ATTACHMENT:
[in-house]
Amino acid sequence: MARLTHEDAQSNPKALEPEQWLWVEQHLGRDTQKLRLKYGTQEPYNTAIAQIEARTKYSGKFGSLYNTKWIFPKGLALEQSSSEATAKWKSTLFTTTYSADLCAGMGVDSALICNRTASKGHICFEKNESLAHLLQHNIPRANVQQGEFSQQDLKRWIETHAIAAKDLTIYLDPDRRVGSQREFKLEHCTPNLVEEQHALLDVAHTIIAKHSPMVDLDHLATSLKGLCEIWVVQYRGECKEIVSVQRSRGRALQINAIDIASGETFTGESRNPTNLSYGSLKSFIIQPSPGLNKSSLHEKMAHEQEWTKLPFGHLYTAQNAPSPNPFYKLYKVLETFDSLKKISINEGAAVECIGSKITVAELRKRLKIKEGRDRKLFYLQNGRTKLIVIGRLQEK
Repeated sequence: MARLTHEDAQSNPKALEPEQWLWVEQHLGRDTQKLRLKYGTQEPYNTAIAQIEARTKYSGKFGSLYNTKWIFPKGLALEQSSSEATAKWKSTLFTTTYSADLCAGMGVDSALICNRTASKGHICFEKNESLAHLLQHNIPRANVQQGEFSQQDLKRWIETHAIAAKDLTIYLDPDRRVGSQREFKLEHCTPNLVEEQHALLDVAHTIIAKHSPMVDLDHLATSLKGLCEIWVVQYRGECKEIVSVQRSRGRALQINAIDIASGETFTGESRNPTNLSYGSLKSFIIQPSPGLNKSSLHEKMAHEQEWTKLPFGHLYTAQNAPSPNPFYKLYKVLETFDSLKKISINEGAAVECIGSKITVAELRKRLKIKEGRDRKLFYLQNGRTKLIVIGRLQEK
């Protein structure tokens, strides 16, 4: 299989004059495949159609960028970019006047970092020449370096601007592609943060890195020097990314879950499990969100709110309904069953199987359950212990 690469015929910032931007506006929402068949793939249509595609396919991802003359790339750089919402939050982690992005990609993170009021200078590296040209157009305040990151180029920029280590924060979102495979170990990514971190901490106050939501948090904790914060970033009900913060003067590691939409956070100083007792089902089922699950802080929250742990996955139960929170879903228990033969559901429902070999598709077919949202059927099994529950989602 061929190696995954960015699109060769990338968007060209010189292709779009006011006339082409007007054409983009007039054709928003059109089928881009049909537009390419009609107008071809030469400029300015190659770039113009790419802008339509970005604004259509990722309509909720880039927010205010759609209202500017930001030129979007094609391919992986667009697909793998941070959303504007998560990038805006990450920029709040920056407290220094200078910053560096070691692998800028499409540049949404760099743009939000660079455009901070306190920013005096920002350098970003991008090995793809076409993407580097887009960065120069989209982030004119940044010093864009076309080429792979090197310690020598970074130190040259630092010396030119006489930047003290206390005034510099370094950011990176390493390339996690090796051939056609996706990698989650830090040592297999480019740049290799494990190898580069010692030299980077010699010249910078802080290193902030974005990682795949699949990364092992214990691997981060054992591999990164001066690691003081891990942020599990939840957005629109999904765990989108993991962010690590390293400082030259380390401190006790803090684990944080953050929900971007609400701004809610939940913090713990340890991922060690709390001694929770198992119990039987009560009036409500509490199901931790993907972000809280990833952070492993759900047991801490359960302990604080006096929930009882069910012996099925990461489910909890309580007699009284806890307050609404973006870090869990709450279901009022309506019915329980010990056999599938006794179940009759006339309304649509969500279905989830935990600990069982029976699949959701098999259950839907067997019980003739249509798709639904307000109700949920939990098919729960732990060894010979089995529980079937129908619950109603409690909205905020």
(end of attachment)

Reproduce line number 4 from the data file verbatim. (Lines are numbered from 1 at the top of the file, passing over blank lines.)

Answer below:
């Protein structure tokens, strides 16, 4: 299989004059495949159609960028970019006047970092020449370096601007592609943060890195020097990314879950499990969100709110309904069953199987359950212990 690469015929910032931007506006929402068949793939249509595609396919991802003359790339750089919402939050982690992005990609993170009021200078590296040209157009305040990151180029920029280590924060979102495979170990990514971190901490106050939501948090904790914060970033009900913060003067590691939409956070100083007792089902089922699950802080929250742990996955139960929170879903228990033969559901429902070999598709077919949202059927099994529950989602 061929190696995954960015699109060769990338968007060209010189292709779009006011006339082409007007054409983009007039054709928003059109089928881009049909537009390419009609107008071809030469400029300015190659770039113009790419802008339509970005604004259509990722309509909720880039927010205010759609209202500017930001030129979007094609391919992986667009697909793998941070959303504007998560990038805006990450920029709040920056407290220094200078910053560096070691692998800028499409540049949404760099743009939000660079455009901070306190920013005096920002350098970003991008090995793809076409993407580097887009960065120069989209982030004119940044010093864009076309080429792979090197310690020598970074130190040259630092010396030119006489930047003290206390005034510099370094950011990176390493390339996690090796051939056609996706990698989650830090040592297999480019740049290799494990190898580069010692030299980077010699010249910078802080290193902030974005990682795949699949990364092992214990691997981060054992591999990164001066690691003081891990942020599990939840957005629109999904765990989108993991962010690590390293400082030259380390401190006790803090684990944080953050929900971007609400701004809610939940913090713990340890991922060690709390001694929770198992119990039987009560009036409500509490199901931790993907972000809280990833952070492993759900047991801490359960302990604080006096929930009882069910012996099925990461489910909890309580007699009284806890307050609404973006870090869990709450279901009022309506019915329980010990056999599938006794179940009759006339309304649509969500279905989830935990600990069982029976699949959701098999259950839907067997019980003739249509798709639904307000109700949920939990098919729960732990060894010979089995529980079937129908619950109603409690909205905020």